The Dawn of Blockchain in Law

Blockchain technology is being aggressively used in fund administration, real estate, banking, and information services. The legal industry has also begun exploring blockchain tech and setting up communities that work on acclimatizing legal to blockchain in order to gain a competitive advantage[1].

Why the love for blockchain?
According to digital strategist Andrew Medal1, “the immutable and transparent nature of the blockchain” is what industry leaders find enticing. According to the co-founder of Ethereum1, a blockchain-based computing platform, blockchain is the most powerful entity that can control any system, and is set to revolutionize the IT strategies of all industries as we know them.

How is legal incorporating blockchain?
Law firms are building their familiarity with this technology to create digitally secure smart contracts[2] and to process transactions. Only with an explicit understanding of this technology can they get clients on board and provide intelligent advice for actualizing these contracts and transactions.

What are smart contracts?
Ethereum smart contracts are self-enforcing contracts. They require a fulfillment of specific terms to proceed with the implementation of the contract’s instructions. It is essentially a program that will be executed exactly as it is written.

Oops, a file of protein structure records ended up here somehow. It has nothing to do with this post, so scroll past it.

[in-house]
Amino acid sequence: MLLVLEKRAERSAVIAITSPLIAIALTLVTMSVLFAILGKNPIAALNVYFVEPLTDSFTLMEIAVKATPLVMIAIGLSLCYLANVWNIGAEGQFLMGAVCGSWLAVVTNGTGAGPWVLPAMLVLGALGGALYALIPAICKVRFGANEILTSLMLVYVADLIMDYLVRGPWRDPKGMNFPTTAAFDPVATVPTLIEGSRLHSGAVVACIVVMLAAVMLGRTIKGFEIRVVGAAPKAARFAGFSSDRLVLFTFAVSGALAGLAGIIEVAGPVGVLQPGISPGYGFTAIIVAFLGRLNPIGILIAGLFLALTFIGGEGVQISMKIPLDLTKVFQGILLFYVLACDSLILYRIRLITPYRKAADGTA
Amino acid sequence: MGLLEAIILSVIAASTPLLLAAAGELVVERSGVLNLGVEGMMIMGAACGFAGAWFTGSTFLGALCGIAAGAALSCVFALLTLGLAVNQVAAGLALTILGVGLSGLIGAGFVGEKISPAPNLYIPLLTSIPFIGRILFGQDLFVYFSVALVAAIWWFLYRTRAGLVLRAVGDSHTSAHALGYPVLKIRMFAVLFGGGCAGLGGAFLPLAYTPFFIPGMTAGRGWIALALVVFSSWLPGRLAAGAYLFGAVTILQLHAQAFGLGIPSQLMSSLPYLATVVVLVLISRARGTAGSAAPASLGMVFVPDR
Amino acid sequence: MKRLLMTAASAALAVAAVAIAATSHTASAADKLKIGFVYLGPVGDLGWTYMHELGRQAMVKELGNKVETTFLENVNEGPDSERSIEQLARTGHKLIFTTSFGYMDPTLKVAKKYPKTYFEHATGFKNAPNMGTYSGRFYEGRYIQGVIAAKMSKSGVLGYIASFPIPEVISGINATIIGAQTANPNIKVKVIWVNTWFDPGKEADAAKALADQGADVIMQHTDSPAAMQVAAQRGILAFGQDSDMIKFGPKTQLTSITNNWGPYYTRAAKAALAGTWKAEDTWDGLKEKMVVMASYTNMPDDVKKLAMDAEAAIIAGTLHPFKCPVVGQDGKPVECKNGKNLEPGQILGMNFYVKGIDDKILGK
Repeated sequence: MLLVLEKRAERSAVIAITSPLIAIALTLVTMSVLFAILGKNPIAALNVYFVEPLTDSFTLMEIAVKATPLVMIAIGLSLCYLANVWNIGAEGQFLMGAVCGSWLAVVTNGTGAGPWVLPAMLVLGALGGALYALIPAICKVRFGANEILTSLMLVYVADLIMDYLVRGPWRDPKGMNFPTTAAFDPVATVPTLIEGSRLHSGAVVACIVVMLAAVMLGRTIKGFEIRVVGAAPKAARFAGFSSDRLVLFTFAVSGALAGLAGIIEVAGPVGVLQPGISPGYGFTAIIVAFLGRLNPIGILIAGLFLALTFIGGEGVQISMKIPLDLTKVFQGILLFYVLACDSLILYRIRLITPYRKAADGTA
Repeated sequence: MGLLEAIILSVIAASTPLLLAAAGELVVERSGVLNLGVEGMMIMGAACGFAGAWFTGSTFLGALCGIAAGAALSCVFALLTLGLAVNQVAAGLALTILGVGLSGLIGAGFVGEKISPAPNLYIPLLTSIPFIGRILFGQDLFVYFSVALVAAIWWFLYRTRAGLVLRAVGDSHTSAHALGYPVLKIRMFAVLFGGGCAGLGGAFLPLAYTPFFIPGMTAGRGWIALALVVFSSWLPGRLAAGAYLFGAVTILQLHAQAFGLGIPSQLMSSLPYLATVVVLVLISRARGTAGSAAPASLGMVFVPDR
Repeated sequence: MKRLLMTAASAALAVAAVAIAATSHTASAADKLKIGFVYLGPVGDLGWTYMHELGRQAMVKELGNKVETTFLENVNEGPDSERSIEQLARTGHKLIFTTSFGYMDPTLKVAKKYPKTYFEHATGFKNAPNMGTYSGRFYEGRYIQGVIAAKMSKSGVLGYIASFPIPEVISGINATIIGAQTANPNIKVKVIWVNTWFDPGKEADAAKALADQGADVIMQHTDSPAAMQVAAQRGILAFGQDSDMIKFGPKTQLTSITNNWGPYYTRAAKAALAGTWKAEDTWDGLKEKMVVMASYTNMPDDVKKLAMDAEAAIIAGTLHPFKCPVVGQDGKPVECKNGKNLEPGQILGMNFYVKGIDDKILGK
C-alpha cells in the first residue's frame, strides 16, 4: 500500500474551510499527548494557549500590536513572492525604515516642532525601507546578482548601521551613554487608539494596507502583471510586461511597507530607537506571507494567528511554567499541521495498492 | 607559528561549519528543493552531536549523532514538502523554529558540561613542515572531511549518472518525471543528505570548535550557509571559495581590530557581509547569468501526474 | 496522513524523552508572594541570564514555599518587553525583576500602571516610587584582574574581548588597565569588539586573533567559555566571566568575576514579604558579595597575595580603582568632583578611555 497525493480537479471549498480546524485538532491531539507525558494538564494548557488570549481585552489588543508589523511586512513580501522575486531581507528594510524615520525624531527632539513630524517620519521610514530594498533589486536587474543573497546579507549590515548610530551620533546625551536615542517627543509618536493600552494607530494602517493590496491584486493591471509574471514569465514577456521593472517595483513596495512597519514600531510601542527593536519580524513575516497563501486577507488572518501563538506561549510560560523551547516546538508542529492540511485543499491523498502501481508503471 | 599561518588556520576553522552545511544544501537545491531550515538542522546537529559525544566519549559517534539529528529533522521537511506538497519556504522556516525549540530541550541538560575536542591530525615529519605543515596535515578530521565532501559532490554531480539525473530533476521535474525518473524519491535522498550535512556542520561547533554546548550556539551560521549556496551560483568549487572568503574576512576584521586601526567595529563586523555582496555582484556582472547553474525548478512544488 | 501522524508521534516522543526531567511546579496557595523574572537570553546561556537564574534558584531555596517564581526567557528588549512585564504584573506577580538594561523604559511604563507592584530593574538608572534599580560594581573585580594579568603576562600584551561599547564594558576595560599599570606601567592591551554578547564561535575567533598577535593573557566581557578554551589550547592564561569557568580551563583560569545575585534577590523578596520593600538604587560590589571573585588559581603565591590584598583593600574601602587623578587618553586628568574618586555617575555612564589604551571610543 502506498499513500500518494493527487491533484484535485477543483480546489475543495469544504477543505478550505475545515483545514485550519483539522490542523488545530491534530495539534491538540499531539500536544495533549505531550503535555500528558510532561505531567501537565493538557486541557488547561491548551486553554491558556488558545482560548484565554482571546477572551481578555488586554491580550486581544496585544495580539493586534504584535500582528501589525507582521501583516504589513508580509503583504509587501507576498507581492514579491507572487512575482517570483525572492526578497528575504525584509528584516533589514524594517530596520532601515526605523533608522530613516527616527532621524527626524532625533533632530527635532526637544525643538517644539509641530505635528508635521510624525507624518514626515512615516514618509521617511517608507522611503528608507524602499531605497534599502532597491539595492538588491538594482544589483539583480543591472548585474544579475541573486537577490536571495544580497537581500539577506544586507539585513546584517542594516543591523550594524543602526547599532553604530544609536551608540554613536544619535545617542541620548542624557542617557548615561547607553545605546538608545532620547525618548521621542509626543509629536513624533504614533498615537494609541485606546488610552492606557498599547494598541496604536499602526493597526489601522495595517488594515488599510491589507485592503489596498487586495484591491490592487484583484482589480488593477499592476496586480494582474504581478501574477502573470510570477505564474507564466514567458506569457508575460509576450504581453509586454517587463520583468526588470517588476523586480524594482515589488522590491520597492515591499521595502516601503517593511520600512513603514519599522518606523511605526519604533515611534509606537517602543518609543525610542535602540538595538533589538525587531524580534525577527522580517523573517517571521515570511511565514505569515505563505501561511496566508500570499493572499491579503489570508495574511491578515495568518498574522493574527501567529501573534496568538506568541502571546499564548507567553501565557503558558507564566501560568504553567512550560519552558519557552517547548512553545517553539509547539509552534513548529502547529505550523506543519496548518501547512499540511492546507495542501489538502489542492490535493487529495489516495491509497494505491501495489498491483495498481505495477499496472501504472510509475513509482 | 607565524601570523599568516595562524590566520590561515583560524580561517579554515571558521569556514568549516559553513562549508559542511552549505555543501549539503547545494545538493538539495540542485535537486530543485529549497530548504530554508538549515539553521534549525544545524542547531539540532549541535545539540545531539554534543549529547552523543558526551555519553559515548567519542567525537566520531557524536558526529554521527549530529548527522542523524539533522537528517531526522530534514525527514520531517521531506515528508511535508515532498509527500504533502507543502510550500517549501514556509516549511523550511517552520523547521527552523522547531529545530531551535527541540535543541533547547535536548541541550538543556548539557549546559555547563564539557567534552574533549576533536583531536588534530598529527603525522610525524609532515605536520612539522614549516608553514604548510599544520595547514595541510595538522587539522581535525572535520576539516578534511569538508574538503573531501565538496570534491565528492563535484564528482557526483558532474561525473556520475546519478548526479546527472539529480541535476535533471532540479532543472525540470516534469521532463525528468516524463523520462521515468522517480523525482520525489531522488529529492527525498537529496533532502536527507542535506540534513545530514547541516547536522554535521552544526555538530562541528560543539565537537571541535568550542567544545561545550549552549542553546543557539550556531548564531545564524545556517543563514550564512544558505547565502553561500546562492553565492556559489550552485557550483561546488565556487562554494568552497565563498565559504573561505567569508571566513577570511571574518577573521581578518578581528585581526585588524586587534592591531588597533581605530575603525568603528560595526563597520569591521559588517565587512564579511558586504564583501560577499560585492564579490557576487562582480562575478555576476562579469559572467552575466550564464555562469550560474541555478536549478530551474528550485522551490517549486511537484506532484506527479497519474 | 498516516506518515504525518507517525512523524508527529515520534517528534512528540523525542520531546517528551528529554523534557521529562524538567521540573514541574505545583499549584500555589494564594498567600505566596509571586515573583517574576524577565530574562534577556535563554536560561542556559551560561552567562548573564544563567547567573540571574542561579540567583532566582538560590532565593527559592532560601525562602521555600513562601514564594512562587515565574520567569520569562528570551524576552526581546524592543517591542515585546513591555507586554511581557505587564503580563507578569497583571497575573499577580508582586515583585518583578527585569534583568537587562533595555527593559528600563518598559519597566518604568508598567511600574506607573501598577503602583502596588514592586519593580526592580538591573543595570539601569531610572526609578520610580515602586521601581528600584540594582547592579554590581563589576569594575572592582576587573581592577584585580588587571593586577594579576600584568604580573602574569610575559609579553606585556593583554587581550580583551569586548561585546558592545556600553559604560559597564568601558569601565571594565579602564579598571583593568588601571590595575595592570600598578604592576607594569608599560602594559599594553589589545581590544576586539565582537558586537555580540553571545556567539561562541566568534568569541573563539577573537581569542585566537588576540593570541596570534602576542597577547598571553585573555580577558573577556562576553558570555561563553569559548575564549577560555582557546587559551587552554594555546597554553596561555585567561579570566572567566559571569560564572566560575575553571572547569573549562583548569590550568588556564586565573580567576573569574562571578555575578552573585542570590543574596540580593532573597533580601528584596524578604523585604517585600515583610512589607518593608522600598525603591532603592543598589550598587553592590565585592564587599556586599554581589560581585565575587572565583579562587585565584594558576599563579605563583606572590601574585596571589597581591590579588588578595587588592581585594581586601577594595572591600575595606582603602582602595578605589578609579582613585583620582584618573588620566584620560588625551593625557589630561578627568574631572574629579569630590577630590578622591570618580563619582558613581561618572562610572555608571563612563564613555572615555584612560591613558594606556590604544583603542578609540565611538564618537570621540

Although the smart contract is a confident alternative to the traditional legal contract, great care must be taken while writing it. An error-free smart contract will be executed smoothly. However, programming errors can cause misuse and exploitation of the contract2. Once a standard format is established for these contracts, their unmitigated use is in the cards for the legal industry.

Law firms dabbling in blockchain
14 law firms have joined the Ethereum Enterprise Alliance (EEA) to develop blockchain solutions and to test smart contracts. But the development of smart contracts isn’t restricted to the EEA alone. Frost Brown Todd has created a prototype smart contract that it is going to begin using in software escrow agreements2. They claimed that a theoretical knowledge of blockchain is insufficient to truly understand this highly complex technology, and law firms must venture out and use it in a full-fledged fashion to grasp it completely.

How can you make a smart contract?
Smart contracts are written in computer languages which are mostly unfamiliar to the average attorney. Law firms need to hire third party programmers to construct these smart contracts in collaboration with their attorneys. The requirement of an entirely new skill set may explain the slow adoption of blockchain in the legal industry2.
What are your thoughts on blockchain for legal? Let us know in the comments section of this article.